Circumstances under which problem occurs
Then contact RTD Technical Support:
Phone: 814-234-8087
82
Fax:
814-234-5218
E-mail:
techsupport@rtd.com
CML24BT cpuModule
BDM-610000084
Rev A
Appendix C
IDAN™ Dimensions and Pinout
Like all other RTD PC/PCI-104 and PCIe/104 modules, cpuModules can be packaged in Intelligent Data
Acquisition Node (IDAN) frames, which are milled aluminum frames with integrated heat sinks and heat pipes
for fanless operation. RTD modules installed in IDAN frames are called building blocks. IDAN building blocks
maintain the simple but rugged stacking concept of PC/PCI-104 and PCIe/104. Each RTD module is mounted in
its own IDAN frame and all I/O connections are brought to the walls of each frame using standard PC connectors.
On the CML24BT, no connections are made from module to module internal to the system other than through
the PCIe/104 Type 2 bus, enabling quick interchangeability and system expansion without hours of rewiring and
board redesign.
The CML24BT cpuModule can also be purchased as part of a custom-built RTD HiDAN™ or HiDANplus™ High
Reliability Intelligent Data Acquisition Node. This appendix provides the dimensions and pinouts of the
CML24BT installed in an IDAN frame. Contact RTD for more information on high reliability IDAN, HiDAN, and
HiDANplus PC/PCI-104 systems.
IDAN—Adhering to the PC/PCI-104 and PCIe/104
stacking concept, IDAN allows you to build a
customized system with any combination of RTD
modules.
IDAN Heat Pipes—Advanced heat pipe technology
maximizes heat transfer to heat sink fins.
HiDANplus—Integrating the modularity of
IDAN with the ruggedization of HiDAN,
HiDANplus enables connectors on all system
frames, with signals running between frames
through a dedicated stack-through raceway.
BDM-610000084
Rev A
Appendix C: IDAN™ Dimensions and Pinout
83
IDAN Contents
The IDAN-CML24BT contains both a CML24BT cpuModule and a SATA34106 storage module which provides
a 2.5” SATA interface to the first SATA link on the CPU’s top PCIe/104 Type 2 connector (CN1).
Also inside the IDAN-CML24BT unit is a CMOS battery which is connected to the battery input connection of
the cpuModule’s Utility Port 2.0 connector. The frame of the IDAN-CML24BT brings out the cpuModule’s
multi-color LED as well as the cpuModule’s reset button. While a power button is not provided on the exterior
of the frame, the reset button is configurable as as a power button through the BIOS Setup utility.
For additional flexbility, the 25-pin “D” connector which provides connections to the cpuModule’s aDIO
connector (CN6) includes connections to several pins on the Utility Port 2.0 connector, which include the reset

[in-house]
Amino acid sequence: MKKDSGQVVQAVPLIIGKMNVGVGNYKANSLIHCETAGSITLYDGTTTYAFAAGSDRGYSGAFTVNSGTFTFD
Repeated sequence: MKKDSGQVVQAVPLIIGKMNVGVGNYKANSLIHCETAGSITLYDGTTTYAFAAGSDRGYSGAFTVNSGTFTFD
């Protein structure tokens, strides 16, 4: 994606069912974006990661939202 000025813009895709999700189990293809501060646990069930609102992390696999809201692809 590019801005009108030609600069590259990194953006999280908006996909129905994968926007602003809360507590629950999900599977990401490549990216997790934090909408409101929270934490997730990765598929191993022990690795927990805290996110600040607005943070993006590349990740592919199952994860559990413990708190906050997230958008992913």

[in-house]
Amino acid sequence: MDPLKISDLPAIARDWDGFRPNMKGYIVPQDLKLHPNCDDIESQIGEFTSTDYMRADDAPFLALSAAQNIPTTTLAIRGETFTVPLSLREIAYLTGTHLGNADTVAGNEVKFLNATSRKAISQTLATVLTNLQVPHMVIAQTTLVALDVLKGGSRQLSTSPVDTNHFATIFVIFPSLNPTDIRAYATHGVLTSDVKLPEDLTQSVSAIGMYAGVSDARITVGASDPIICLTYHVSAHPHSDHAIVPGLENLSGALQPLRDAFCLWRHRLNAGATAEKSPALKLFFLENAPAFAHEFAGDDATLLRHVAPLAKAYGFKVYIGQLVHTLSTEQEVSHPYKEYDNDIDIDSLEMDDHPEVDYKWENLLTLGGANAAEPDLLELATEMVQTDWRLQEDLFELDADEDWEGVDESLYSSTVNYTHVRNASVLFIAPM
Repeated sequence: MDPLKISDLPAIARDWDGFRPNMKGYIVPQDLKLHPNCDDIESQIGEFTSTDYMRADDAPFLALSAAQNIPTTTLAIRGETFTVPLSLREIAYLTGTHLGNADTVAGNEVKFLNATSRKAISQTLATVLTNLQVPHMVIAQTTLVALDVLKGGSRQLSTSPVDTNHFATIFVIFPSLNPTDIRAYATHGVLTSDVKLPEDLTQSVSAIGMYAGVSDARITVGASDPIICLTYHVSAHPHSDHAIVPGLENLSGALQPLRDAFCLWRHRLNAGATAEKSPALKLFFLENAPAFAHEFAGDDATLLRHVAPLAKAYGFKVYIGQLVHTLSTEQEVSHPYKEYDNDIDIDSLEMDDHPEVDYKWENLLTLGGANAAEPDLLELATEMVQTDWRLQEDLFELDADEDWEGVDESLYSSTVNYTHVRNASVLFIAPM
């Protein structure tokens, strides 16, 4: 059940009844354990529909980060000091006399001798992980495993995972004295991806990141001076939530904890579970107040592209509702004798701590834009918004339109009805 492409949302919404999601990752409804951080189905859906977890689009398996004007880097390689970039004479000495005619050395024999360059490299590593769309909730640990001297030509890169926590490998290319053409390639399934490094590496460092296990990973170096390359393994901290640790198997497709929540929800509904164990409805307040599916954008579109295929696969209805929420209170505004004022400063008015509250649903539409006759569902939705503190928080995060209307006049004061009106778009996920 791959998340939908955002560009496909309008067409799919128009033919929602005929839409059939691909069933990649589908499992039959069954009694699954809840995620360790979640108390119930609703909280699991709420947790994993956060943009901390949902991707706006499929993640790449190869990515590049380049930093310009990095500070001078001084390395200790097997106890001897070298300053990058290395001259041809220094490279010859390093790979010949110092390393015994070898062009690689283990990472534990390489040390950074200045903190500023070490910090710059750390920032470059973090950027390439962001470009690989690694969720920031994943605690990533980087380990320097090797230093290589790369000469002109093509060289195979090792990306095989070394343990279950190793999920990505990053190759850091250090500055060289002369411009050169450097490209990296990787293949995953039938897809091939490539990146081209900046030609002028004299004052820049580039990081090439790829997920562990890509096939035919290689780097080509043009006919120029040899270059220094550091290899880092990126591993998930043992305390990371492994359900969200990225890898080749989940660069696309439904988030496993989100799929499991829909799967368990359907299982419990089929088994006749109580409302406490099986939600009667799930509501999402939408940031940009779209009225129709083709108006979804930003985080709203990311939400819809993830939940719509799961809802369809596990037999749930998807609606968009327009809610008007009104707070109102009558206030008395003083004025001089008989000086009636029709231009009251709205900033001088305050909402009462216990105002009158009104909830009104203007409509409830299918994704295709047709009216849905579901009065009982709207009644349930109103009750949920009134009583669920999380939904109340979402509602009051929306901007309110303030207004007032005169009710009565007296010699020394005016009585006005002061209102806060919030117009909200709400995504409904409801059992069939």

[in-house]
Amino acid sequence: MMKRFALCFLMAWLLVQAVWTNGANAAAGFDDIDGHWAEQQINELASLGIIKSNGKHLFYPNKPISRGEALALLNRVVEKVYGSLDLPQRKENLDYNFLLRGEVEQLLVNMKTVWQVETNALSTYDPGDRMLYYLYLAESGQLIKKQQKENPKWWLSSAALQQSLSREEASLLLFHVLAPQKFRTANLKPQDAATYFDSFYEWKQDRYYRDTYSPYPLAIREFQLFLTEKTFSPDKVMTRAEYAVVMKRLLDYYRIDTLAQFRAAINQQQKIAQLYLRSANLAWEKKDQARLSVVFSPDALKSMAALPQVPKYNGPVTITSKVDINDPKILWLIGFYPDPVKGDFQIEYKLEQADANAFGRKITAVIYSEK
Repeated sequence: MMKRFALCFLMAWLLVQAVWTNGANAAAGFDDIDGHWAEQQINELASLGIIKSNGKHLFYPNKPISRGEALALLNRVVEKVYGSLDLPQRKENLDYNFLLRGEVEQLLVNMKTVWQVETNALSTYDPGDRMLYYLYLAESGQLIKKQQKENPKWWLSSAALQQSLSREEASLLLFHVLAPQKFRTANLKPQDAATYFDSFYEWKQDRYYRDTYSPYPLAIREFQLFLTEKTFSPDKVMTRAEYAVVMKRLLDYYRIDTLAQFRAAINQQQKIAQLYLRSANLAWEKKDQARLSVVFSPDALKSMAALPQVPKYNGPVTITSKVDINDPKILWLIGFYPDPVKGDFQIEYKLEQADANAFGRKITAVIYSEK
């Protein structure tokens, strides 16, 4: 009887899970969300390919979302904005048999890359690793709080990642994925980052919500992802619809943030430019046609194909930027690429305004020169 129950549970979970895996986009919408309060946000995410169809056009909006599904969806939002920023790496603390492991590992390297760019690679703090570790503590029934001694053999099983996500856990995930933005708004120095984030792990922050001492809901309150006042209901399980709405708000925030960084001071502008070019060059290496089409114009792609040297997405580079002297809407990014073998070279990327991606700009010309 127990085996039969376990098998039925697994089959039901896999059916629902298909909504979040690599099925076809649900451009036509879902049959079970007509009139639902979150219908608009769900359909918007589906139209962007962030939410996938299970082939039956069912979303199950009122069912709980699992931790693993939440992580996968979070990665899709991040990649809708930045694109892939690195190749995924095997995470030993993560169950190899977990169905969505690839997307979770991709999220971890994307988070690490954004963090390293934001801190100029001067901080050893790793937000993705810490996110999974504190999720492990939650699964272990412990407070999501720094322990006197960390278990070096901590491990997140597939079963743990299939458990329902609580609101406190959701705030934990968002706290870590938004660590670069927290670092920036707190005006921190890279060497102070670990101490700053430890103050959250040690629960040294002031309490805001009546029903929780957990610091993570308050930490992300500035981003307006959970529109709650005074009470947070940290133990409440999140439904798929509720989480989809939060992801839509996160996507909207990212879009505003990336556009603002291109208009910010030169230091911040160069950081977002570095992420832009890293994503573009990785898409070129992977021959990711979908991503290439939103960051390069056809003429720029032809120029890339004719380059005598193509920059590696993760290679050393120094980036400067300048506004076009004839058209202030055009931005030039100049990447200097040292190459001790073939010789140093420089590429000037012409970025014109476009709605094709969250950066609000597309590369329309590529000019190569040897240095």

button input, power button input, and RTC battery input.
For more information on cpuModule’s battery input and reset button input on the Utility Port 2.0 connector,
refer to the Utility Port 2.0 Connector (CN5) on page 31.
IDAN Dimensions
The IDAN frame for the CML24BT is shown in the figure below:
PCIe/104 Bus
Back Panel
SATA34106
2.5” Drive Carrier
Front Panel
Figure 12
84
CML24BT cpuModule
IDAN-CML24BT
BDM-610000084
Rev A
IDAN Connector Locations
The diagrams below show the connector locations for the headers of the CML24BT as they are brought out on
the front and back panels of the IDAN-CML24BT. For a full description of each connector on the CML24BT, refer
to Connecting the cpuModule on page 27.
Multi-Color LED
SVGA Video
(CN18)
COM1&3
(CN7)
USB 2.0
(CN5)
Reset Button
Figure 13
COM2&4
(CN8)
aDIO
(CN6)
IDAN-CML24BT Front Panel
DisplayPort
(CN19)
Ethernet
(CN20)
USB 2.0
(CN17)
Figure 14
BDM-610000084
Rev A
IDAN-CML24BT Back Panel
Appendix C: IDAN™ Dimensions and Pinout
85
Table 55
86
IDAN-CML24BT Connectors
Designator
Function
CN5
USB Port (Utility Port 2.0)
USB Type A
Series “A” Receptacle
Series “A” Plug
CN6
aDIO
25-pin D (female)
Adam Tech DB25SD
Adam Tech DB25PD
CN7
Serial Port 1 (COM1&3)
9-pin D (male)
Adam Tech DE09PD
Adam Tech DE09SD
CN8
Serial Port 2 (COM2&4)
9-pin D (male)
Adam Tech DE09PD
Adam Tech DE09SD
CN17
USB 2.0
9-pin D (male)
Adam Tech DE09PD
Adam Tech DE09SD
CN18
Video (SVGA)
15-pin high-density D
(female)
Adam Tech HDT15SD
Adam Tech HDT15PD
CN19
DisplayPort
DisplayPort (female)
Molex 47272 series
Molex 68783 series
CN20
Ethernet
9-pin D (male)
Adam Tech DE09PD
Adam Tech DE09SD
CML24BT cpuModule
Connector
Description
IDAN Panel
Connector
Mating
Connector
BDM-610000084
Rev A
External I/O Connections
Table 56
COM1/COM2 (Single Port Mode)— 9-Pin D Connector (male)
Table 57
CPU Pin
IDAN Pin
(DB-9)
Single
RS-232
Single
RS-422
Single
RS-485
1
1
DCD
TXD–
D–
2
6
DSR
—
—
3
2
RXD
TXD+
D+
4
7
RTS
—
—
5
3
TXD
RXD+
—
6
8
CTS
—
—
7
4
DTR
RXD–
—
8
9
RI
—
—
9
5
GND
GND
GND
COM1/COM2 (Dual Port Mode)— 9-Pin D Connector (male)
CPU Pin
IDAN Pin
(DB-9)
Dual
RS-232
Dual
RS-422
Dual
RS-485
1
1
DCD1
TXD1-
D1-
3
2
RXD1
TXD1+
D1+
5
3
TXD1
RXD1+
—
7
4
RTS1
RXD1-
—
9
5
GND
GND
GND
2
6
CTS1
TXD2-
D2-
4
7
TXD2
TXD2+
D2+
6
8
RXD2
RXD2+
—
8
9
RI1
RXD2-
—
Table 58
BDM-610000084
Rev A
aDIO — 25-Pin D Connector (female)
IDAN Pin #
aDIO Port
CPU Pin #
(CN6)
CPU Pin #
(CN5)
1
P0-0
1
—
2
P0-2
3
—
3
P0-4
5
—
4
P0-6
7
—
5
Strobe 0
9
—
6
P1-0
11
—
7
P1-2
13
—
8
GND
15
—
Appendix C: IDAN™ Dimensions and Pinout
87
Table 58
88
CML24BT cpuModule
aDIO — 25-Pin D Connector (female)
IDAN Pin #
aDIO Port
CPU Pin #
(CN6)
CPU Pin #
(CN5)
9
reserved
—
—
10
reserved
—
—
11
reserved
—
—
12
Soft Power Button Input
—
5
13
GND (for RTC Battery Input)
—
7
14
P0-1
2
—
15
P0-3
4
—
16
P0-5
6
—
17
P0-7
8
—
18
Strobe 1
10
—
19
P1-1
12
—
20
P1-3
14
—
21
+5 V
16
—
22
reserved
—
—
23
reserved
—
—
24
Push-Button Reset Input
—
3
25
RTC Battery Input
—
9
BDM-610000084
Rev A
Table 59
IDAN Pin #
BDM-610000084
Rev A
SVGA — 15-Pin High Density D Connector (female)
Signal
Function
CPU Pin #
1
Red
Red Analog Output
4
2
Green